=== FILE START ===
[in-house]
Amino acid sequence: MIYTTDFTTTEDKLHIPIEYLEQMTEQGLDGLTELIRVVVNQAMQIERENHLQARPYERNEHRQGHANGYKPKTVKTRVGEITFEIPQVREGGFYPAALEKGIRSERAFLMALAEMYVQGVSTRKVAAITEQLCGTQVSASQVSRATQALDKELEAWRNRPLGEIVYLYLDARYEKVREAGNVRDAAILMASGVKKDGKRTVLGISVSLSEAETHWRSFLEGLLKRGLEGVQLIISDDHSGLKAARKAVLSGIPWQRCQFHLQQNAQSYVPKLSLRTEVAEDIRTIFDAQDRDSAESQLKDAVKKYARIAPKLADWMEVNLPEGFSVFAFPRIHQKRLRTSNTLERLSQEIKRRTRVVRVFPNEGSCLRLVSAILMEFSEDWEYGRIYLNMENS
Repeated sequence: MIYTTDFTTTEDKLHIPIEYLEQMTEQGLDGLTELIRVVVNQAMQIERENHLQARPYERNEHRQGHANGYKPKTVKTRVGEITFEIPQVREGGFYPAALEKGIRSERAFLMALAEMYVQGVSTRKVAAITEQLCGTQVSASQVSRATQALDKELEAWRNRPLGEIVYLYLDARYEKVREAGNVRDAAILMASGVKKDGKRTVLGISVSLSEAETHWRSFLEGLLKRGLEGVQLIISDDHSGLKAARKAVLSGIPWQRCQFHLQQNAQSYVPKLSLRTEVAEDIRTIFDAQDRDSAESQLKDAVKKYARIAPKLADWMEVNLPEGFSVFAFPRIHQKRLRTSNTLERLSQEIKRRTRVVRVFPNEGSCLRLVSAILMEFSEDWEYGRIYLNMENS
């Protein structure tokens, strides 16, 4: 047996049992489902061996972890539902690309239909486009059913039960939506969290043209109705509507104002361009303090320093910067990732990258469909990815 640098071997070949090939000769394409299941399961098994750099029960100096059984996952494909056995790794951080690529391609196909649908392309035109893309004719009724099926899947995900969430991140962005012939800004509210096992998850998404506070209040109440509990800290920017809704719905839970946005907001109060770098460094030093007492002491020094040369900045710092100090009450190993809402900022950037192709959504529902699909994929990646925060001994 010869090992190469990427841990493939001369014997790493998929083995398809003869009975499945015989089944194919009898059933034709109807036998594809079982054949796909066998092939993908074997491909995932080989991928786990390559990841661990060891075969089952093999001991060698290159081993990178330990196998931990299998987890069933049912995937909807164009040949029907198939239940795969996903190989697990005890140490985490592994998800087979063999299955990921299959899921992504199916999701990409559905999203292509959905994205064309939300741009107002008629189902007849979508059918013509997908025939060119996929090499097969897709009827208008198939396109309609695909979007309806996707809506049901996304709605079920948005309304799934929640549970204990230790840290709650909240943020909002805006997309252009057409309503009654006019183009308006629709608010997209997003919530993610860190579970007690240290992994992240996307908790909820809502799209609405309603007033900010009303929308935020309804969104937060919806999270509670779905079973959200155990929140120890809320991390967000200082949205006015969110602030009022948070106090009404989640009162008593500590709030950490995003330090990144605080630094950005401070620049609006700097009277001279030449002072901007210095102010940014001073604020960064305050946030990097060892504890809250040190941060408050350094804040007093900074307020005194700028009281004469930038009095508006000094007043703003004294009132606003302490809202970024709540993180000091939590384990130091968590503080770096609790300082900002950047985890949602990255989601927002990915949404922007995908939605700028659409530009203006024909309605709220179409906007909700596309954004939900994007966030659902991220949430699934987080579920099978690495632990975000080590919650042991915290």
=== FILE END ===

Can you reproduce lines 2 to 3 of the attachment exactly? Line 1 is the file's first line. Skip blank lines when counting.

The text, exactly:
Amino acid sequence: MIYTTDFTTTEDKLHIPIEYLEQMTEQGLDGLTELIRVVVNQAMQIERENHLQARPYERNEHRQGHANGYKPKTVKTRVGEITFEIPQVREGGFYPAALEKGIRSERAFLMALAEMYVQGVSTRKVAAITEQLCGTQVSASQVSRATQALDKELEAWRNRPLGEIVYLYLDARYEKVREAGNVRDAAILMASGVKKDGKRTVLGISVSLSEAETHWRSFLEGLLKRGLEGVQLIISDDHSGLKAARKAVLSGIPWQRCQFHLQQNAQSYVPKLSLRTEVAEDIRTIFDAQDRDSAESQLKDAVKKYARIAPKLADWMEVNLPEGFSVFAFPRIHQKRLRTSNTLERLSQEIKRRTRVVRVFPNEGSCLRLVSAILMEFSEDWEYGRIYLNMENS
Repeated sequence: MIYTTDFTTTEDKLHIPIEYLEQMTEQGLDGLTELIRVVVNQAMQIERENHLQARPYERNEHRQGHANGYKPKTVKTRVGEITFEIPQVREGGFYPAALEKGIRSERAFLMALAEMYVQGVSTRKVAAITEQLCGTQVSASQVSRATQALDKELEAWRNRPLGEIVYLYLDARYEKVREAGNVRDAAILMASGVKKDGKRTVLGISVSLSEAETHWRSFLEGLLKRGLEGVQLIISDDHSGLKAARKAVLSGIPWQRCQFHLQQNAQSYVPKLSLRTEVAEDIRTIFDAQDRDSAESQLKDAVKKYARIAPKLADWMEVNLPEGFSVFAFPRIHQKRLRTSNTLERLSQEIKRRTRVVRVFPNEGSCLRLVSAILMEFSEDWEYGRIYLNMENS